Both clubs have hitters who can send a ball into orbit, pitchers who can dial up the gas, and much more. With help from Statcast™, here's a look at three key players from each team, and what they bring to the table.
Kyle Schwarber: Power
With the Cubs leading the Cardinals by a run in the seventh inning of Game 4 of the NL Division Series, Schwarber turned on a pitch from lefty reliever Kevin Siegrist, crushing it at a season-high 112.5 mph. His high-arcing blast soared over Wrigley Field's right-field wall and on to the top of the stadium's enormous video board, where the ball still sits. The solo shot not only reached a height of 136 feet with a projected distance of 419 feet, but also helped Chicago put away St. Louis and advance. That homer wasn't an isolated incident for Schwarber, who slugged .487 for the Cubs after his midseason arrival from the Minors. Among all hitters with at least 100 balls in play, Schwarber ranked fourth with an average exit velocity of 94.7 mph and 12th with an average distance of 248 feet.
Jorge Soler: Arm strength
Injuries helped limit Soler to 101 games during the regular season, but the 23-year-old can show off some loud tools when healthy. Not only did he go 4-for-7 with six walks and two homers in the NLDS, he also helped the Cubs prevent a critical run in Game 4. With Chicago ahead by a run in the sixth inning, Brandon Moss lined a hit to right field that scored the tying run from third base. Catcher Tony Cruz tried to come home from second as well, but Soler unleashed a one-hop strike that reached 92.7 mph as it covered the 262 feet to catcher Miguel Montero for the out. That was at least the 10th time this season that Soler broke the 90-mph barrier with a throw.
Jake Arrieta: Pitching
The right-hander authored an impressive Cy Young Award resume that included a microscopic 0.86 ERA over his final 20 regular-season starts and a shutout of the Pirates in the NL Wild Card Game. Arrieta held opponents to a .185 average (lowest in MLB) and a .507 OPS (second). How? Statcast™ shows that of all pitchers who threw at least 2,000 pitches in the regular season, nobody induced softer contact than Arrieta, who notched an average exit velocity of 85.2 mph, just ahead of the Astros' Dallas Keuchel and the Dodgers' Clayton Kershaw. Arrieta's sinker had the fifth-highest average velocity and eighth-best spin rate in the Majors, while his curveball ranked fifth in spin rate. That's not a fun recipe for hitters.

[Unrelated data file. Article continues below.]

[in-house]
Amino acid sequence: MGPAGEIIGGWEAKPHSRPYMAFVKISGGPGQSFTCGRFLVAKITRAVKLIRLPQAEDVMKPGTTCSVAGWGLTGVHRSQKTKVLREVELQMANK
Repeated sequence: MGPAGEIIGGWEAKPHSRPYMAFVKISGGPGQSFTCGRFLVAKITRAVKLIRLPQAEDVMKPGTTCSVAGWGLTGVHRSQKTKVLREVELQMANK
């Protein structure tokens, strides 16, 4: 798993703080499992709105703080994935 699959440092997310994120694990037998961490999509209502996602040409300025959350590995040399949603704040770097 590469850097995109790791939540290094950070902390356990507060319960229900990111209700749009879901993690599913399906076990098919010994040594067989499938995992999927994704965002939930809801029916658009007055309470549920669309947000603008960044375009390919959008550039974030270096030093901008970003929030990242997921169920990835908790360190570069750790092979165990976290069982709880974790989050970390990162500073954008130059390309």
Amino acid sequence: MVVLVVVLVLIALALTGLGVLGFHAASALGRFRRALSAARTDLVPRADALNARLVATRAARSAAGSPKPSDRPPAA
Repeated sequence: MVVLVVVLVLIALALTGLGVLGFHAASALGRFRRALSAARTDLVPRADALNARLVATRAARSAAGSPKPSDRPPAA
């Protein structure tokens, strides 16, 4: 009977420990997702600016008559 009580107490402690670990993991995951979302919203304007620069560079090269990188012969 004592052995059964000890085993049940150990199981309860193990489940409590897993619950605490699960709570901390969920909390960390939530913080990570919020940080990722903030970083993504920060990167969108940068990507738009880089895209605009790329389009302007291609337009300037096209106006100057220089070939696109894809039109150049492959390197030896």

Lucas Duda: Power
Despite a quiet NLDS that included 11 strikeouts, Duda remains a threat to do serious damage when he makes contact. The first baseman ranked fourth in the Majors this season with an average batted-ball distance of 251 feet (minimum 200 balls in play), and 19th with an average exit velocity of 93.0 mph. He displayed that thump in a two-homer, six-RBI performance at Cincinnati on Sept. 25, connecting on his second three-run shot at 111.1 mph and blasting it 434 feet, way up into Great American Ball Park's right-field bleachers. That actually was only the seventh-longest homer of the year for Duda, who cleared 450 feet on two occasions.
Yoenis Cespedes: Speed
The Mets' huge Trade Deadline acquisition also swings a lethal bat, and his rocket arm always gives baserunners something to think about. But for a player who isn't exactly small and scrawny, Cespedes can move pretty well on the bases, too. Just take Game 3 of the NLDS, when Cespedes led off the bottom of the second inning with the Mets trailing, 3-0. He hit what looked to be a routine bouncer to the left side and into the Dodgers' shift, but he reached 21.6 mph as he beat the throw of shortstop Jimmy Rollins. The Mets went on to score four runs in the inning to take the lead, and eventually won, 13-7. For Cespedes, it was one of 17 times this season that Statcast™ has tracked him breaking the 21-mph barrier as a runner.
Noah Syndergaard: Velocity
Ever since his Major League debut on May 12 -- coincidentally against the Cubs at Wrigley Field -- Syndergaard has proven he can bring the heat like few others. The 23-year-old has earned his "Thor" nickname, and not just because of his 6-foot-6, 240-pound frame and long blond hair. Syndergaard's four-seam fastball has averaged 97.3 mph, the second-highest velocity among all MLB starters. The pitch's perceived velocity, which measures from the batter's perspective, ranks first among starters at 98.4 mph. Syndergaard also ranks second among all pitchers in average velocity on his sinker (97.1 mph), and first in perceived velocity (98.4 mph). The rookie cleared the 100-mph barrier 14 times during the NLDS, in which he put together a solid start in Game 2 before tossing a scoreless inning of relief in Game 5.
Andrew Simon is a reporter for MLB.com. Follow him on Twitter @AndrewSimonMLB. This story was not subject to the approval of Major League Baseball or its clubs.